Immanuel Kant (1724-1804) singlehandly set the stage for German philosophy in the nineteenth century. In this summary, I will emphasize those of his doctrines which were most influential on such nineteenth-century philosophers as Scopenhauer and Hegel.
Philosophy, according to Kant, is the outcome of the use of human reason, which undertakes investigations a priori, or independently of experience. Reason also has both a theoretical and a practical employment. Reason is theoretical when it is concerned with the way things really are, and it is practical when it considers how things ought to be. Thus the two main branches of philosophy are metaphysics , the investigation a priori of the nature of reality, and ethics , which seeks a priori for rules governing the way in which beings with free will ought to decide what to do.
An important difference between the traditional practice of metaphysics and ethics illustrates Kant's fundamental orientation toward philosophy. He believed that traditional metaphysics attempts to describe objects that are completely beyond the scope of the senses. It divides objects into a sensible world and an intelligible world and claims that human reason has insight into the nature of purely intelligible objects. Ethics, on the contrary, treats the practical use of reason as if it were concerned only with sensible objects, most importantly with their relation to pleasure and pain. Kant maintained that metaphysics must be confined solely to the discovery of those rules which govern the sensible world, while ethics has nothing to do with anything sensible.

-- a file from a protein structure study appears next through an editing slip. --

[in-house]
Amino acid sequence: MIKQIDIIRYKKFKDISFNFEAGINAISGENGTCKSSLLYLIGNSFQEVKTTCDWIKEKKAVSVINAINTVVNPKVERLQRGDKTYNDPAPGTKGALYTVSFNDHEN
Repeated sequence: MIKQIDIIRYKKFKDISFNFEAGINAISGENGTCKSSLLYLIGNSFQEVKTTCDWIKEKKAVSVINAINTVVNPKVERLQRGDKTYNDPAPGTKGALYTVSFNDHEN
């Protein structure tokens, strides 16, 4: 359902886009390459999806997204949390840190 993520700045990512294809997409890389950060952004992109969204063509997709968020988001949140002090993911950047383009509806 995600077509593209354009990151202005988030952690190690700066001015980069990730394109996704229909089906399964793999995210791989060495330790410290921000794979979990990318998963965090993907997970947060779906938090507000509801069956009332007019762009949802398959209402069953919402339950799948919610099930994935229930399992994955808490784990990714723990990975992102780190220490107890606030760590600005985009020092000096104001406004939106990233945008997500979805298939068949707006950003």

Kant considered himself to be a revolutionary thinker. He believed that he brought to philosophy a new method, which he called criticism. Other philosophers had brought forth their systems without having examined beforehand the power of human reason to think objects a priori. Criticism reveals the inherent limitations of reason in its theoretical employment, and as a result it repudiates transcendent metaphysics. But it also reveals the power of reason over its own domain of objects, objects of experience. It further reveals that reason dictates to itself the moral law.
Philosophy 175. Kant
Philosophy 151: Nineteenth Century Philosophy